3) Restrict the organising of the JPK’s various induction courses (PP-PPD-PPB, PP-PPT, PPL) to only  CIAST satellite campuses, nationwide.
4) and BEYOND – perhaps you can comment if you think what they are doing/planning to do is gonna KILL the private TVET providers.

CONsultant or Consultant? My experience in the TVET sector

Just a quick sharing.

Yesterday, I had a meet up with another ex-public listed company, interested to purchase a TVET/JPK Accredited centre and/or MQA approved college license.

Guess what? A previous CONsultant tried to push them to purchase an MQA approved college license for RM5 million (not a hefty amount provided it has quite a few good programs & with KDN license with clean records). However, when pushed for more details from the potential buyer, the CONsultant started making stories that does not jive, hence the potential buyer has some reservations. When pushed further for process flow, the CONsultant came out with proposing them SKM/DKM via PPT method at a really hefty figure (5 digits/candidate!), without really probing what the customer actually wanted.

Now, I have this challenge to propose to the company on how they can achieve what they want but hey, it’s a good problem to have. If I can help them to achieve what they wanted, I’m sure I’ll be rewarded appropriately (not necessarily handomely though :-P)

Another case happened just last month. Another CONsultant proposed to sell his SLDN training centre (3-4 programs if not mistaken) for RM500K. Not sure what’s so valuable about the license but anyway he managed to convinced the potential buyer (to me, I wouldn’t even pay RM50K for that!). Unfortunately for the CONsultant, he made a very BIG MISTAKE, not sure it’s by choice or it was just plain silly. He asked to be paid in cash, no cheques, no bank accounts transfer, no receipts to be produced. WTF! Where on earth would a buyer agree to this kind of agreement? Even buying fruits for RM2 at fruit stalls along PLUS Hentian are given receipts!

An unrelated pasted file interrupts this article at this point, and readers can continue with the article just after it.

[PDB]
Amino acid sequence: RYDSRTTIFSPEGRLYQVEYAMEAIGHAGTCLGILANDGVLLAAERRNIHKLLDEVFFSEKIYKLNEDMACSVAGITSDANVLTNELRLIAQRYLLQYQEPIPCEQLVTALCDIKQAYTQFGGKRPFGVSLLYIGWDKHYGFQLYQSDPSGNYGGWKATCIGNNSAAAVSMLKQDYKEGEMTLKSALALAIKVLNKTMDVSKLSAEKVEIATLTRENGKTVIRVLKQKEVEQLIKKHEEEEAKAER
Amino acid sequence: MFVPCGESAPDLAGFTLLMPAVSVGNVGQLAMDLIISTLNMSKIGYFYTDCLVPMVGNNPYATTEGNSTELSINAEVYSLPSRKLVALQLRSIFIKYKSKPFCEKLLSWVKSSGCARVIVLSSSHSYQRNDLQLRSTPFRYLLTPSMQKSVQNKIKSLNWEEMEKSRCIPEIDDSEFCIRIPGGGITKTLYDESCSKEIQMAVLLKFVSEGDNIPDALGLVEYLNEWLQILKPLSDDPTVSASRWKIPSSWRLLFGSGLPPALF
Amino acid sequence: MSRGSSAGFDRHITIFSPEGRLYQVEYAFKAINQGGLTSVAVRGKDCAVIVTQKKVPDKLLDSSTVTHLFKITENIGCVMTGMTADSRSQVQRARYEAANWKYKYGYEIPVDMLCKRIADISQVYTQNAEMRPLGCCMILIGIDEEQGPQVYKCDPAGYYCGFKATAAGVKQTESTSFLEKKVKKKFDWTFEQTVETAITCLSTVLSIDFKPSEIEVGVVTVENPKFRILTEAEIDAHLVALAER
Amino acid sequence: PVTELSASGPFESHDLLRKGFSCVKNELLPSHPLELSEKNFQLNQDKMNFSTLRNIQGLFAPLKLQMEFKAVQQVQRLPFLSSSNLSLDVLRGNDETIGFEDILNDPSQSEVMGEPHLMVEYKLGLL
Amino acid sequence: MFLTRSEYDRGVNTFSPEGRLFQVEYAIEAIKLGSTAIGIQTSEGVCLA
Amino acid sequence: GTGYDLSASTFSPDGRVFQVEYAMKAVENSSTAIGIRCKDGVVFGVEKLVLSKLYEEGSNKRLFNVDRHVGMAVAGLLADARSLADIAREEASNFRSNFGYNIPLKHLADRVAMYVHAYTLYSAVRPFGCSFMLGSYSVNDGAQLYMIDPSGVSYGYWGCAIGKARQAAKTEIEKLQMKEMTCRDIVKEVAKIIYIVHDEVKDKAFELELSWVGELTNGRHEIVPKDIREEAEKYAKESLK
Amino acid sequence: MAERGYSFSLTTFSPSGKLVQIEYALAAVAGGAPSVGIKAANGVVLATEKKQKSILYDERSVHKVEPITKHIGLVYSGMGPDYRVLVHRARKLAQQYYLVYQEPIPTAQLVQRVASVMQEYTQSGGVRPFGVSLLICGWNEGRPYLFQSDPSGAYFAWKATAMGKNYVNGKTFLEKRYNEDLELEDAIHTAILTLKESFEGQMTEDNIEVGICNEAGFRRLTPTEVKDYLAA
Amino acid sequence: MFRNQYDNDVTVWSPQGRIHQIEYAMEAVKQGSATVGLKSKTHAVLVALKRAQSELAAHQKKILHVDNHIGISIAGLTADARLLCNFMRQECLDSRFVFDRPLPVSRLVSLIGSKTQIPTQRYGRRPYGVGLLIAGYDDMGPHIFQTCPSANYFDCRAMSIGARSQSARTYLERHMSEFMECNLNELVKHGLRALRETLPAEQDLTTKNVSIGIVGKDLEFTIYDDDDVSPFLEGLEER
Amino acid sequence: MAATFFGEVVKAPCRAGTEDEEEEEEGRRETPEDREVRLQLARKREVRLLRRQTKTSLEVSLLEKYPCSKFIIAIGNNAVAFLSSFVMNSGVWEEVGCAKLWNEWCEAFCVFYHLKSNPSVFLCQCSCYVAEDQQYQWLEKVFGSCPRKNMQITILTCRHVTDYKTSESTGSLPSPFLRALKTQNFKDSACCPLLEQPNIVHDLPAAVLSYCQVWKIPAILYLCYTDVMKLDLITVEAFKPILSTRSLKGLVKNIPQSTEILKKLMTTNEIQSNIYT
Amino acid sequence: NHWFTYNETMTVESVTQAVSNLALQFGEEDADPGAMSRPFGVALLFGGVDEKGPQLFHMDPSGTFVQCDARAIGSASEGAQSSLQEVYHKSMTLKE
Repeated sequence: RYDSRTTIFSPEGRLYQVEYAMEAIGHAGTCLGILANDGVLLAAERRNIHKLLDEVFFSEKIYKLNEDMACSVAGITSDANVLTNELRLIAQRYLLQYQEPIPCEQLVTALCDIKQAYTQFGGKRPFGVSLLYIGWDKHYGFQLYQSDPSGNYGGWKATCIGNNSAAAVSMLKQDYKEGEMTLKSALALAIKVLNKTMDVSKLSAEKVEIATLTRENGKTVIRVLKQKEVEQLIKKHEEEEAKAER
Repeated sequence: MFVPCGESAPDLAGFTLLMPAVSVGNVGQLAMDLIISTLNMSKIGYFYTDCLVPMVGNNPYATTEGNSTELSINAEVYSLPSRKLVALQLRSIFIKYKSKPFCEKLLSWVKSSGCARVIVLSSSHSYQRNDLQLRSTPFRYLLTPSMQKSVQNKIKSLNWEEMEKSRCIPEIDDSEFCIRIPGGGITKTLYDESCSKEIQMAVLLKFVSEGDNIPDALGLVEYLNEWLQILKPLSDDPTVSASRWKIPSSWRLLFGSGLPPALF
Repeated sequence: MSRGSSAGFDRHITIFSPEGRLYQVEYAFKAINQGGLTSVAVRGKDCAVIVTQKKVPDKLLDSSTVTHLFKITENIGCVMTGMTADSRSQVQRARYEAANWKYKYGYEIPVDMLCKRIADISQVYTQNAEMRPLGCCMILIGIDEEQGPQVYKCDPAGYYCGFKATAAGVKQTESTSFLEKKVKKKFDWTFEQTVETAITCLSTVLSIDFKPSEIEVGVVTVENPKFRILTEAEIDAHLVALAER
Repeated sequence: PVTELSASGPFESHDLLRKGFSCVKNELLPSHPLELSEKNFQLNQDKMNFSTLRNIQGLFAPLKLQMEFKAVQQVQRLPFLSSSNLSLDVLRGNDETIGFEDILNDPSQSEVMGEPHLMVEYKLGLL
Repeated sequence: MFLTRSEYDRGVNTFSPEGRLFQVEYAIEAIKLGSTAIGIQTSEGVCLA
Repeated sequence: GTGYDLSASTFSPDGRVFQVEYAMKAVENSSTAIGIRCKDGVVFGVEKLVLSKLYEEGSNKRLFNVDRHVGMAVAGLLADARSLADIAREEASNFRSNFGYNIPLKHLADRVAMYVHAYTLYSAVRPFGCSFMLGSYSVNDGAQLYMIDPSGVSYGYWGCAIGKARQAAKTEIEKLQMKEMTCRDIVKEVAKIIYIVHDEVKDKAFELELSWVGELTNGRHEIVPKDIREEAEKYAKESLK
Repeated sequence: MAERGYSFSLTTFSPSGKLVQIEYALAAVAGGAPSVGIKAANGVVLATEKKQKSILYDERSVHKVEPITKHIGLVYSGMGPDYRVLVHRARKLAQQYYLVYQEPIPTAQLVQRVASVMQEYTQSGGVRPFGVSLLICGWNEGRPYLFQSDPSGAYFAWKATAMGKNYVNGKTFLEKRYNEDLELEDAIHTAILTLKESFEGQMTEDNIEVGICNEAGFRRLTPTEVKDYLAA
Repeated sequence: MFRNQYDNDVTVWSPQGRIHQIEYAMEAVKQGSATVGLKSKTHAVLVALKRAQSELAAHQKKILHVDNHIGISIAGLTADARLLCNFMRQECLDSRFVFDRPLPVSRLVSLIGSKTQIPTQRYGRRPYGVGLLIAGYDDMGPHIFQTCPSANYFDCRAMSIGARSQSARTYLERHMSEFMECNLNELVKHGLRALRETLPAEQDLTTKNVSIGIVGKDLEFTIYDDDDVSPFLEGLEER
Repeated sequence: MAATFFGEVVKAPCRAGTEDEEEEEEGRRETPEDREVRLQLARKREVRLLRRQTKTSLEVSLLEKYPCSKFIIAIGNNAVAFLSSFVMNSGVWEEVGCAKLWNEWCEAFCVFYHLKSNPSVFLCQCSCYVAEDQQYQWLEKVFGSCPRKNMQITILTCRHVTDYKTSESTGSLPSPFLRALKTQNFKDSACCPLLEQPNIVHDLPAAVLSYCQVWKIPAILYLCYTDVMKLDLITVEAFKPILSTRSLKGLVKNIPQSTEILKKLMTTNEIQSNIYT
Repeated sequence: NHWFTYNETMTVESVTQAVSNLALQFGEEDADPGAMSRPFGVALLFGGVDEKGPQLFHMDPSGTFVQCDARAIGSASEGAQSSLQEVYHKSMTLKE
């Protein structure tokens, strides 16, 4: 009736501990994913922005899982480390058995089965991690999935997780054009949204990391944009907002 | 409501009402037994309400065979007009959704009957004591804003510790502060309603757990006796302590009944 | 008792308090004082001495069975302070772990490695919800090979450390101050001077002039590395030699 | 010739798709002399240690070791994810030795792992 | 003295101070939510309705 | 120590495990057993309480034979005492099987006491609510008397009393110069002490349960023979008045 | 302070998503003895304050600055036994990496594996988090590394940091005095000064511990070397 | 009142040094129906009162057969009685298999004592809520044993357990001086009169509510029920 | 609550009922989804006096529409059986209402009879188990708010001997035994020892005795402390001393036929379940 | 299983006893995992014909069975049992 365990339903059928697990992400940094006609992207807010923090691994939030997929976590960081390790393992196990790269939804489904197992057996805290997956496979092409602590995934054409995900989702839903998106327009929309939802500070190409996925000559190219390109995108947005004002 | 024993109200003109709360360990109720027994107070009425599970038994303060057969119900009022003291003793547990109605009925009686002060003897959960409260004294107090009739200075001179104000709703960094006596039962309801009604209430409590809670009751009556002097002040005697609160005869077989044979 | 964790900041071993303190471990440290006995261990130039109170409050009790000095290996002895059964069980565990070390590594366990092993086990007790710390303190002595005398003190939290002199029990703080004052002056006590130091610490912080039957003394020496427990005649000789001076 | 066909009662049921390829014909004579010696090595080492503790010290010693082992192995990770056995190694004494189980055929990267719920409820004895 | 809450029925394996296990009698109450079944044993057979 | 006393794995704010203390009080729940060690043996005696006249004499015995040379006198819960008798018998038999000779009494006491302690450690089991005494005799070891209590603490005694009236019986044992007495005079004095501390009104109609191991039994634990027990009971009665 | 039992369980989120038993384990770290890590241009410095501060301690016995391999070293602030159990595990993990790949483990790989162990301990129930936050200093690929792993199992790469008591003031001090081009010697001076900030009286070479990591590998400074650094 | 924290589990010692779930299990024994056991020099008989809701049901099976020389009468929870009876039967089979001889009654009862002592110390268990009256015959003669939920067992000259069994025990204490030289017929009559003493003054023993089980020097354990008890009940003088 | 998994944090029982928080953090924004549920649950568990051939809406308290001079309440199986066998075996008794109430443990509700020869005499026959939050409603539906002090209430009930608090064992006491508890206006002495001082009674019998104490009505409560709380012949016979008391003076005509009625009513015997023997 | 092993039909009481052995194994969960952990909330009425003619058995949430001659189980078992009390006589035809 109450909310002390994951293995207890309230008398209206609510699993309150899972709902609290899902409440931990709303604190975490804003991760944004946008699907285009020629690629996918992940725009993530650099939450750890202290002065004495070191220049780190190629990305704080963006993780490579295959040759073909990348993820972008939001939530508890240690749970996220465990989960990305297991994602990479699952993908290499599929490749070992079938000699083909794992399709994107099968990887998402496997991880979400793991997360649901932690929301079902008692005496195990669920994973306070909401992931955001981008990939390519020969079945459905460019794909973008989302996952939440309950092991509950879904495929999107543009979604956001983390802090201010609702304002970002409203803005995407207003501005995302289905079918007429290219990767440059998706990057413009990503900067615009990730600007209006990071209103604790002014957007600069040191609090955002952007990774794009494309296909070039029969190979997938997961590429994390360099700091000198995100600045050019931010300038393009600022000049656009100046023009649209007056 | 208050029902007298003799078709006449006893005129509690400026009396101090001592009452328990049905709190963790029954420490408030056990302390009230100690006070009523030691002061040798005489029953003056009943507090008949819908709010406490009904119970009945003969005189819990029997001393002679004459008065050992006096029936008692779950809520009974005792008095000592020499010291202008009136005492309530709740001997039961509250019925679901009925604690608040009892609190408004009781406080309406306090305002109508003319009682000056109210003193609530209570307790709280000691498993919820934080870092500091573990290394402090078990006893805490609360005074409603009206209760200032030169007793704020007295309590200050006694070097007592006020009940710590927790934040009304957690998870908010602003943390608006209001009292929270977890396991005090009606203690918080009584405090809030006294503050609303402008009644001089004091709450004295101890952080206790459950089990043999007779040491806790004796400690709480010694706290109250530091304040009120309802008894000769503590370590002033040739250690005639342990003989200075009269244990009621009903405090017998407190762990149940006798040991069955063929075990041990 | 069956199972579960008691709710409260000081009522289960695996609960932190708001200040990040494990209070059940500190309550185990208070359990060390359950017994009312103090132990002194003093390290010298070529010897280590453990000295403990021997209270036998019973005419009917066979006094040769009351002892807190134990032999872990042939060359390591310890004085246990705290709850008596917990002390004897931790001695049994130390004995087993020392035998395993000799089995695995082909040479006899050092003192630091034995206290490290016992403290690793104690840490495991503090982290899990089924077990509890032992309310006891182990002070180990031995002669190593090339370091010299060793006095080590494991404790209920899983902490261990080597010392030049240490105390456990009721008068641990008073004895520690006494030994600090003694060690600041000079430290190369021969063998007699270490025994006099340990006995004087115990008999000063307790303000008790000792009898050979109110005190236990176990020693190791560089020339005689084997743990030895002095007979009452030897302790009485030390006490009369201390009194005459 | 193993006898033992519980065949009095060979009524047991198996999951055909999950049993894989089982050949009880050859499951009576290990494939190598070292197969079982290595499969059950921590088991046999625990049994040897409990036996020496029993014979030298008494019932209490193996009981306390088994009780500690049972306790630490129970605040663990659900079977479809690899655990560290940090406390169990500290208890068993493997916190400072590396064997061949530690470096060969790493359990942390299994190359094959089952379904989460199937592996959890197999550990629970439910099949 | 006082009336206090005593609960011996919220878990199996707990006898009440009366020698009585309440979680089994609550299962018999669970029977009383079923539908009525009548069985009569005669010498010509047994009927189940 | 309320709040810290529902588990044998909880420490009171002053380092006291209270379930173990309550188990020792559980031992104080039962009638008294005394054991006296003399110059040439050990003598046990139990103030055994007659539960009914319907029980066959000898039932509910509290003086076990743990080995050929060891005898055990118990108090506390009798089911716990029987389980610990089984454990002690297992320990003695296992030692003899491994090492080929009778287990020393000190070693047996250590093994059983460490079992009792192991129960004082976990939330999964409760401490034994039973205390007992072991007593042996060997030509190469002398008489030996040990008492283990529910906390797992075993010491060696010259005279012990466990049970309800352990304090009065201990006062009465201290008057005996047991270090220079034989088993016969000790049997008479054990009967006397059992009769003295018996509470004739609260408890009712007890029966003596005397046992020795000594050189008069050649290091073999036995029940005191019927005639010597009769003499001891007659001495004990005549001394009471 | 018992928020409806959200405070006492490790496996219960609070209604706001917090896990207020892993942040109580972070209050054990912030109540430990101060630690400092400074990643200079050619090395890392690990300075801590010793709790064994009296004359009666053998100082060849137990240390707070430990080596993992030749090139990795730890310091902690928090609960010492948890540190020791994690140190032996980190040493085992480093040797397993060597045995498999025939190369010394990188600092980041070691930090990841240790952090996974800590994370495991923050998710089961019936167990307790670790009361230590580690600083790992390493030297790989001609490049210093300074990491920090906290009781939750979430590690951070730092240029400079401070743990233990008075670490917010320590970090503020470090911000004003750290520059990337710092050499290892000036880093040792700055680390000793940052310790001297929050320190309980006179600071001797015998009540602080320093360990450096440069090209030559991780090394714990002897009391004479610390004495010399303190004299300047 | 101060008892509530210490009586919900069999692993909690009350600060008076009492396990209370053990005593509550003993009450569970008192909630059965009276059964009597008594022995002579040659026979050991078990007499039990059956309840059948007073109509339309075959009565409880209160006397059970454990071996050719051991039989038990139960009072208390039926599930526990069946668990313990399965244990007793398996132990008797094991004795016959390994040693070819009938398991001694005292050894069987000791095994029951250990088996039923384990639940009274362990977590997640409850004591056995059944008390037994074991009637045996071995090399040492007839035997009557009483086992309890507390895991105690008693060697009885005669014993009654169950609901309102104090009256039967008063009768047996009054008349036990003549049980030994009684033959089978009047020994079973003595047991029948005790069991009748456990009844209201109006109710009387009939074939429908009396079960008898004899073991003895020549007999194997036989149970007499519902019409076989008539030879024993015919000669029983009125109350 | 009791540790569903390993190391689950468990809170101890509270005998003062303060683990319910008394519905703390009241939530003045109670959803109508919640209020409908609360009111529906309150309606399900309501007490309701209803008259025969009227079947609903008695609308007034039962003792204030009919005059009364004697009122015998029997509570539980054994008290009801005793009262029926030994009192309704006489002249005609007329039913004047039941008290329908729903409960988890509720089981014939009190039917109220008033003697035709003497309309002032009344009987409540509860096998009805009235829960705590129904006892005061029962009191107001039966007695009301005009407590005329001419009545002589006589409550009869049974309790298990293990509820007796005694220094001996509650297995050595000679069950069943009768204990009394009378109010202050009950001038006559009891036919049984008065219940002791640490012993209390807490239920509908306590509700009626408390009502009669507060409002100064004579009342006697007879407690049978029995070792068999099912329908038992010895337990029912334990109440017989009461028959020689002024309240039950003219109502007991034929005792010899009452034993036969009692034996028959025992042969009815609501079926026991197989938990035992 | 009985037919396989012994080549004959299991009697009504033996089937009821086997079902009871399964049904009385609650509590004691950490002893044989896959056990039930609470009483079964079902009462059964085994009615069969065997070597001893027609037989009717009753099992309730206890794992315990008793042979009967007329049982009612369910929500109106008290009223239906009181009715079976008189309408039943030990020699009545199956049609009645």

And I really got a shock when a kursus induksi which cost only RM350 (maximum course fees chargeable, in case you are still unaware) was quoted at 6 times more! And because of the CONsultant’s greed (did not pay me & lied saying he wasn’t paid & fooled by the client – despite the client made the inflated payments to him), I had no choice but to go after the client directly for the payment. Well, you should know what’s the ending for the CONsultant.

Moral of the above 2 REAL LIFE stories:

1. Be knowledgable in your area if you really WANT to consult someone on that area, otherwise, be upfront & frank with your client that you’re working with an associate and NEVER pretend that you know everything despite KNOWING NOTHING about it as clients may sometimes be more knowledgable than you in that area if you’re not the EXPERT! You may not be lucky to be able to CON all the way, just like the Malay proverb:
Sepandai-pandai tupai melompat, akhirnya akan jatuh ke tanah juga

2. Be as transparent as possible with your clients, they will appreciate it.

3. GOD will reward you if you work hard & genuinely.

4. DON’t MESS UP with TVET Malaysia@I Smart Educare, we will go after what we’re supposed to get

5. Consultants (individuals or companies) that agrees everything that you requested as easy as ABC, especially without much thinking, should give you an ALARM! Don’t fall into the trap. Probe further on the Consultants past track records, check up for any info on the web (just Google the company or person, if not much web presences or many negative comments about the Consultant, that’s another ALARM!), testimonials and etc.